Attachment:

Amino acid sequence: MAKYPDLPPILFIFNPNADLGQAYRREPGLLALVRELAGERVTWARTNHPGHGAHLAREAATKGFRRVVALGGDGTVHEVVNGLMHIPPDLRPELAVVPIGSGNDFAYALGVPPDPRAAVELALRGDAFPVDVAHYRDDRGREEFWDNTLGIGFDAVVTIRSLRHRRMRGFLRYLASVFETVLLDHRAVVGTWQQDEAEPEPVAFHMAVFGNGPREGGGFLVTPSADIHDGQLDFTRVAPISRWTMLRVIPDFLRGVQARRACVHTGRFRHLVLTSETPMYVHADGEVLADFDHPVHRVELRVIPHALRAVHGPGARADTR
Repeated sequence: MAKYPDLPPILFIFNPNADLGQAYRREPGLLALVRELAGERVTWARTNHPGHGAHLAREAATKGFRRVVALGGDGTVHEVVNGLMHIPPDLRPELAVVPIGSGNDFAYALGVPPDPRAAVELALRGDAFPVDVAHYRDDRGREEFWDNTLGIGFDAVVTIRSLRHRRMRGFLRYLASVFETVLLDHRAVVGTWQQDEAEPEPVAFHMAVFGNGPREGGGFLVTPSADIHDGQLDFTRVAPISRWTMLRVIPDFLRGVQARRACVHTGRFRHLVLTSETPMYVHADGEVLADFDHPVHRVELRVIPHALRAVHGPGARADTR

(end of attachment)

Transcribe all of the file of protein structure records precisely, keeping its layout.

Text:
Amino acid sequence: MAKYPDLPPILFIFNPNADLGQAYRREPGLLALVRELAGERVTWARTNHPGHGAHLAREAATKGFRRVVALGGDGTVHEVVNGLMHIPPDLRPELAVVPIGSGNDFAYALGVPPDPRAAVELALRGDAFPVDVAHYRDDRGREEFWDNTLGIGFDAVVTIRSLRHRRMRGFLRYLASVFETVLLDHRAVVGTWQQDEAEPEPVAFHMAVFGNGPREGGGFLVTPSADIHDGQLDFTRVAPISRWTMLRVIPDFLRGVQARRACVHTGRFRHLVLTSETPMYVHADGEVLADFDHPVHRVELRVIPHALRAVHGPGARADTR
Repeated sequence: MAKYPDLPPILFIFNPNADLGQAYRREPGLLALVRELAGERVTWARTNHPGHGAHLAREAATKGFRRVVALGGDGTVHEVVNGLMHIPPDLRPELAVVPIGSGNDFAYALGVPPDPRAAVELALRGDAFPVDVAHYRDDRGREEFWDNTLGIGFDAVVTIRSLRHRRMRGFLRYLASVFETVLLDHRAVVGTWQQDEAEPEPVAFHMAVFGNGPREGGGFLVTPSADIHDGQLDFTRVAPISRWTMLRVIPDFLRGVQARRACVHTGRFRHLVLTSETPMYVHADGEVLADFDHPVHRVELRVIPHALRAVHGPGARADTR